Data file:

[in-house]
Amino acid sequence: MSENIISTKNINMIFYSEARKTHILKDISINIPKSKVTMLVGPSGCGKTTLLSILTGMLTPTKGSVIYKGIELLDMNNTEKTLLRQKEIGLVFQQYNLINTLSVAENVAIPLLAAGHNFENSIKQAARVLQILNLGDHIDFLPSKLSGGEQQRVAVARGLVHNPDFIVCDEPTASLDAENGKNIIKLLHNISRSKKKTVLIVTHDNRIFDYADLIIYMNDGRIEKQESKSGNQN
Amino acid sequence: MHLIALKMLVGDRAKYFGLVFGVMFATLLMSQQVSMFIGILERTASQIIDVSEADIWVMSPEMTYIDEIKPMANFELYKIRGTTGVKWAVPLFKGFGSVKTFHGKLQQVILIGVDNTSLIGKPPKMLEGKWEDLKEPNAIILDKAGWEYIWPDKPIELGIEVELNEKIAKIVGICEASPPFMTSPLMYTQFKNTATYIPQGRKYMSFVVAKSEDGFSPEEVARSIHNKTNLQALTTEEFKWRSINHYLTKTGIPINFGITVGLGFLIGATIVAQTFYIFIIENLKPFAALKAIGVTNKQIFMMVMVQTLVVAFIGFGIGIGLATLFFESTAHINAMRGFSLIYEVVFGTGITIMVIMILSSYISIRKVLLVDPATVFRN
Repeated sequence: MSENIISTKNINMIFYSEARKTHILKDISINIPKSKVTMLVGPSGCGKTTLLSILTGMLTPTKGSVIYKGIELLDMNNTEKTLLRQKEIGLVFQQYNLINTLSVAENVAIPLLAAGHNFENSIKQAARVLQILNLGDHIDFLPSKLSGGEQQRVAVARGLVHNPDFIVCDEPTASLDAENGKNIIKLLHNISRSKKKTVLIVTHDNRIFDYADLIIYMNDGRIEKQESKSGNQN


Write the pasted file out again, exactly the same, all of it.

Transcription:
[in-house]
Amino acid sequence: MSENIISTKNINMIFYSEARKTHILKDISINIPKSKVTMLVGPSGCGKTTLLSILTGMLTPTKGSVIYKGIELLDMNNTEKTLLRQKEIGLVFQQYNLINTLSVAENVAIPLLAAGHNFENSIKQAARVLQILNLGDHIDFLPSKLSGGEQQRVAVARGLVHNPDFIVCDEPTASLDAENGKNIIKLLHNISRSKKKTVLIVTHDNRIFDYADLIIYMNDGRIEKQESKSGNQN
Amino acid sequence: MHLIALKMLVGDRAKYFGLVFGVMFATLLMSQQVSMFIGILERTASQIIDVSEADIWVMSPEMTYIDEIKPMANFELYKIRGTTGVKWAVPLFKGFGSVKTFHGKLQQVILIGVDNTSLIGKPPKMLEGKWEDLKEPNAIILDKAGWEYIWPDKPIELGIEVELNEKIAKIVGICEASPPFMTSPLMYTQFKNTATYIPQGRKYMSFVVAKSEDGFSPEEVARSIHNKTNLQALTTEEFKWRSINHYLTKTGIPINFGITVGLGFLIGATIVAQTFYIFIIENLKPFAALKAIGVTNKQIFMMVMVQTLVVAFIGFGIGIGLATLFFESTAHINAMRGFSLIYEVVFGTGITIMVIMILSSYISIRKVLLVDPATVFRN
Repeated sequence: MSENIISTKNINMIFYSEARKTHILKDISINIPKSKVTMLVGPSGCGKTTLLSILTGMLTPTKGSVIYKGIELLDMNNTEKTLLRQKEIGLVFQQYNLINTLSVAENVAIPLLAAGHNFENSIKQAARVLQILNLGDHIDFLPSKLSGGEQQRVAVARGLVHNPDFIVCDEPTASLDAENGKNIIKLLHNISRSKKKTVLIVTHDNRIFDYADLIIYMNDGRIEKQESKSGNQN